Published October 2, 2023
Data is highly valuable to organizations as they undergo digital transformation. Yet enterprises are struggling to keep up with ever-increasing dataset sizes using their current data center and cloud infrastructures. They need fast and cost-efficient storage solutions for all of their data workloads. But one SSD does not fit all usages.
Discover the Solidigm D7-P5810, a SLC NVMe SSD that delivers what enterprises need for extremely write-heavy workloads like caching, high-performance computing (HPC), logging, and journaling. Download the Product Brief or read on for more.
Enterprises need to consider the types of workloads they are running and adjust their storage accordingly. While quad-level cell (QLC) drives are well suited for many mainstream and read-intensive workloads, such as data lakes for artificial intelligence (AI), machine learning (ML), and content-delivery networks (CDNs), the storage needs of write-intensive workloads, such as high-frequency trading, caching, and databases, are quite different. These write loads are continuous and slower than read-intensive workloads, requiring a solution that helps improve response times.
The Solidigm D7-P5810 is a single-level cell (SLC) NVM Express (NVMe) drive that delivers what enterprises need for extremely write-heavy workloads like caching, high-performance computing (HPC), logging, and journaling, with nearly 2x better performance.  It also offers high random and sequential write durability at an endurance rate of up to 50 drive writes per day (DWPD) for random write workloads.
Along with high endurance and performance, the D7-P5810 operates with lower power consumption compared to storage-class memory alternatives.
The D7-P5810 can be used with QLC drives in a cloud storage acceleration layer (CSAL) deployment. A CSAL is an open-source software layer that uses storage-class media as a write cache to shape write workloads in all forms and sizes (large, small, random, and sequential) to NAND-friendly, large input/output (I/O) sequential writes. This can greatly improve the performance and lifetime of QLC SSDs. As shown in Figure 1, the D7-P5810 can act as the ultra-fast write buffer for a CSAL to sequentialize I/O writes to a QLC device.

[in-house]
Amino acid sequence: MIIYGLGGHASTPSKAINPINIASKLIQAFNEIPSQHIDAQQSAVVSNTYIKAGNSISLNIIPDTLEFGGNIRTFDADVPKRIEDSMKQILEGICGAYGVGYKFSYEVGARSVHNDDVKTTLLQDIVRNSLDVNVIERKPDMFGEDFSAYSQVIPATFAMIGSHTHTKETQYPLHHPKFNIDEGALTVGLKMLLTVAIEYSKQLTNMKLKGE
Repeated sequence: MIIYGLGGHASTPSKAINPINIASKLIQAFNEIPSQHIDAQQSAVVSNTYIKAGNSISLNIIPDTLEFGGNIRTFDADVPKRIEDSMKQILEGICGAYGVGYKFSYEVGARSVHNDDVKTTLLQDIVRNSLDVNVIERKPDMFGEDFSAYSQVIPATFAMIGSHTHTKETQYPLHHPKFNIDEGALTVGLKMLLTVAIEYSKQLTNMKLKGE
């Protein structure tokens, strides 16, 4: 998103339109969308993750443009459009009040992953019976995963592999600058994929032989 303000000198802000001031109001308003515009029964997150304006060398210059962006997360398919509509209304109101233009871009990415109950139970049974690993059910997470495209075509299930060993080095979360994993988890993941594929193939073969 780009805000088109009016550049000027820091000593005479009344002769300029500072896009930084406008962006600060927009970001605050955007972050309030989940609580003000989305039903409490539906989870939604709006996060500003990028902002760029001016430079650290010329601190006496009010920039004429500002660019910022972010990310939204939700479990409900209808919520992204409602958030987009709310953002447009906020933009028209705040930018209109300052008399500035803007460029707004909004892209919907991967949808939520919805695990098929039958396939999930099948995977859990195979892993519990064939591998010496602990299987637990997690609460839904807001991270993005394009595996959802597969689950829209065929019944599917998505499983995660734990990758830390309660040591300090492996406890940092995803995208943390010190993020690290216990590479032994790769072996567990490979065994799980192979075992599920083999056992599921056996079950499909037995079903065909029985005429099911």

Solidigm believes the two basic requirements of any storage device are to always be available and to never return bad data. While no storage solution can provide an absolute guarantee that these requirements are met, Solidigm applies its decades of experience and its industry-wide deep technical engagements to relentlessly pursue these goals. It starts with design, where Solidigm adds extra checks into its power-loss protection to help ensure data is saved accurately. In addition, Solidigm delivers highly robust full data-path protection with error correction code (ECC) covering 99 percent of SRAM.
From there, the company conducts test and validation procedures that go above and beyond industry specifications and common practices such as testing for 10x and beyond UBER ratings and the JEDEC specification. This thoughtfulness pays off when considering results such as an annualized failure rate (AFR) in high-volume manufacturing that is consistently better than the company’s ≤0.44 percent goal. In addition, through testing for resistance to silent data corruption (SDC) at Los Alamos National Labs spanning five product generations and more than 6 million cumulative years of simulated drive life, Solidigm has shown zero SDC events.
 Measuring 4K random write IOPS performance at QD128 versus a 960 GB Micron XTR NVMe SSD. Source: Micron. “Micron® XTR NVMe™ SSD.” May 2023. https://media-www.micron.com/-/media/client/global/documents/products/product-flyer/xtr_nvme_ssd_product_brief.pdf?la=en&rev=1804383771b74425b1ad2546c6b7db20.
 UBER rating tested to 10x higher than the JEDEC specification. Solidigm tests to 1E–17 under a full range of conditions and cycle counts throughout the life of the drive, which is 10x higher than 1E–16 specification in the JEDEC Solid State Drive Requirements and Endurance Test Method (JESD218). Source: JEDEC. Solid State Drives webpage. Accessed September 2023. www.jedec.org/standards-documents/focus/fl sh/solid-state-drives. SDC rating modeled to 1E–25. Typical reliability demonstration tests involve 1K SSDs for 1K hours to model to 1E–18. Solidigm drives are tested at the neutron source at Los Alamos National Labs to measure SDC susceptibility to 1E–23 and modeled to 1E–25.
Current characterized errata are available on request.
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All products, computer systems, dates, and figures specified are preliminary based on current expectations, and are subject to change without notice.
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